Mr H will deposit these funds into a somewhat unused savings account and keep a ledger of how much is going to each item. He volunteered to do that. Eventually I'm anticipating that the retirement funds will be automatically invested somewhere. We discussed IRAs. I suggested that we open one in Mr H's name. I do have an IRA - the funds in it came from my old employer. Mr H has no retirement savings anywhere.

I'm still kind of in shock. It looks like Mr H is engaging more, involving himself more in our mutual life. Are things really changing? We've been married quite a while, and his involvement has been extremely limited for most of that time. I'm open, but naturally pretty skeptical. When I first started trying to bring up my car and its lifespan, at least seven years ago, Mr H said that when my car died we'd just buy a new car and take out a loan to pay for it. At the time I said, Mr H - if we can't afford to put money into savings for a new car, how would we afford a car payment? He had no answer. He's come a LONG way since then. . . most of the distance traversed in the last three to six months I think.

Music to My Ears

February 24th, 2010 at 11:22 pm

After reading the comments to my last post, and responding to them, I decided to attempt a(nother) conversation with Mr H regarding my car. I've been attempting these conversations since my car approached ten years in age. Usually my concerns were met with vague responses and when I pressed for specifics Mr H would start to sputter and yell. Not conducive for problem solving, to say the least.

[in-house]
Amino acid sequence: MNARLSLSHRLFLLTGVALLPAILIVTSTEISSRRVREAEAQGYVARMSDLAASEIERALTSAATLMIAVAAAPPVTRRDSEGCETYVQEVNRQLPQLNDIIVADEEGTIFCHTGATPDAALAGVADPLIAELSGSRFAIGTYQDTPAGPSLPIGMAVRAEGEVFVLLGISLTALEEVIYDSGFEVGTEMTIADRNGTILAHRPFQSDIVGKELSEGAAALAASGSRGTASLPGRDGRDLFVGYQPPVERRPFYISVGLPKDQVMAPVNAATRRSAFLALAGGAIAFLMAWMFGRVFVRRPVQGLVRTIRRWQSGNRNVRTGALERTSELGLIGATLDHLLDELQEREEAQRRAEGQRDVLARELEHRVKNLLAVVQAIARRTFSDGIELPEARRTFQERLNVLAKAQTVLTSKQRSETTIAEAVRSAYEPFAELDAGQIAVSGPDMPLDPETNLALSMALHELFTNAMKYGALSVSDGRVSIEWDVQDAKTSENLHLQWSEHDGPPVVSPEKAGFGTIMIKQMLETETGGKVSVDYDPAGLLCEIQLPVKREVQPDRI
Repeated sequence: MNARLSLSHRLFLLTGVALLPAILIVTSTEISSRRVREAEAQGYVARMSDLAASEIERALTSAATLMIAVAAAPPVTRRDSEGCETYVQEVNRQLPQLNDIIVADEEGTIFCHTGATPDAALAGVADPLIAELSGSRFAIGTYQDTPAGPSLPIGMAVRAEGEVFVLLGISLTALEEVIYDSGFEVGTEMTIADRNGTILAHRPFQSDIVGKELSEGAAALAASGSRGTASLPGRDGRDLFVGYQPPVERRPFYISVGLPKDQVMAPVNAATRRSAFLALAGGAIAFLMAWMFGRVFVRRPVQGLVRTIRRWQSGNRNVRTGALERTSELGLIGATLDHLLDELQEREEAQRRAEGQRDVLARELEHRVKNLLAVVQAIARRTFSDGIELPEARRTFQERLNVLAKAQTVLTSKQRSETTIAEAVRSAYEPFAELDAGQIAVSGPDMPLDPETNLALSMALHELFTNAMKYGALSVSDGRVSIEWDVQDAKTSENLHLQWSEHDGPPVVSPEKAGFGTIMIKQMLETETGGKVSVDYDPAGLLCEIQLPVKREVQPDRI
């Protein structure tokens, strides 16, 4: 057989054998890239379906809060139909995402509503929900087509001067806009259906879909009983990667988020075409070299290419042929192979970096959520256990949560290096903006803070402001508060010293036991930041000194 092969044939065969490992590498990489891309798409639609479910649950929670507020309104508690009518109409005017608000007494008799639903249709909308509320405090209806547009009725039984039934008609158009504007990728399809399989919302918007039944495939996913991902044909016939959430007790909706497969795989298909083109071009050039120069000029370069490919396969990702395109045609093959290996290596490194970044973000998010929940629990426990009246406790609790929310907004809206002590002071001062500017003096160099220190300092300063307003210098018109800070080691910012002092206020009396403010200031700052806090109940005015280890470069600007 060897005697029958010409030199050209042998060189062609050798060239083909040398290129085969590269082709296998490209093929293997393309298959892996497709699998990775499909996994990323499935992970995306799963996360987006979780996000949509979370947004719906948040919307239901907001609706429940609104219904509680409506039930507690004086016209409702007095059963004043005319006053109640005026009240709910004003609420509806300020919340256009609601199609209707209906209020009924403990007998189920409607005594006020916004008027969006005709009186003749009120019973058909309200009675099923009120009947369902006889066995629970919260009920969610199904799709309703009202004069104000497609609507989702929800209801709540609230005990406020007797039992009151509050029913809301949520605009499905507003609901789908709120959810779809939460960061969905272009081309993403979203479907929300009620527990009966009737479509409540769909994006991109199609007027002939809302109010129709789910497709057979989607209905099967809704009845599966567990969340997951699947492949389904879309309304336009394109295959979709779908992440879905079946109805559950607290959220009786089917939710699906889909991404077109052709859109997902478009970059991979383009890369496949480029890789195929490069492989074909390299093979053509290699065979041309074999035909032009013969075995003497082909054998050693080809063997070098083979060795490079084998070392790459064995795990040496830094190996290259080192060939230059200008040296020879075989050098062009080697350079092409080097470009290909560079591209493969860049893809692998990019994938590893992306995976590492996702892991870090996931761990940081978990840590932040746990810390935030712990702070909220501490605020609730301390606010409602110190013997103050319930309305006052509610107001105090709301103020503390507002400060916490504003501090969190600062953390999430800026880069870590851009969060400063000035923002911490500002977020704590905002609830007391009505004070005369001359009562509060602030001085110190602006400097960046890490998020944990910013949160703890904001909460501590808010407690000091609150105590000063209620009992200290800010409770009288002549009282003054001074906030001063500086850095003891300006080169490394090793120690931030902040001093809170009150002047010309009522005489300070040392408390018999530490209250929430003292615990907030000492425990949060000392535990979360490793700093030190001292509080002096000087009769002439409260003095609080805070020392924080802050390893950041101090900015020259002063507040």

I realize that my last post and my response to comments may have sounded a tad whiney. I'm pretty discouraged in many areas concerning Mr H. All I can say is - if you are single choose your life partner very carefully. I'm a shining bad example of what not to do in that department.

The short version of the following is below the asterisks:

Setting the stage:
I chose a reasonable time (Daisy was in bed) and approached quietly.

When to replace:
I told Mr H that I had been thinking about my car, and what criteria we might use to decide to replace it. He told me about the four vehicles he'd owned: Truck 1 was replaced when he'd spent $500 every six months fixing it. Truck 2 was replaced when he'd spent $500 every six months fixing it, plus he just wanted something new. Truck 3 (purchased a month before he met me) was sold 1-1/2 years ago when gas prices reached $4+ per gallon (truck got 15 mpg). Car 1 is an economical Honda purchased used from his folks, who took meticulous care of it.

I asked if there was a dollar limit in repairs at which he felt my car ought to be replaced. We easily spent $2000 fixing it last year. He couldn't really come up with one. I pondered if the $500 every six months was felt more in the 1980's, when his finances weren't very stable. Our finances are reasonably stable; we set aside money for car repairs so while it's a hit financially we aren't wondering where our mortgage payment is coming from. He agreed that this could be true.

In the end, he really didn't come up with a dollar limit. But he believed that if the engine or the transmission needed to be replaced the car should be replaced. Success! I believe this too, so we are in agreement here.

How much to spend:
Without really knowing how much a "good" used car costs, I had thought $5000. He suggested $10,000 as a figure. (The Honda was between $9000 and $10,000.) I agreed.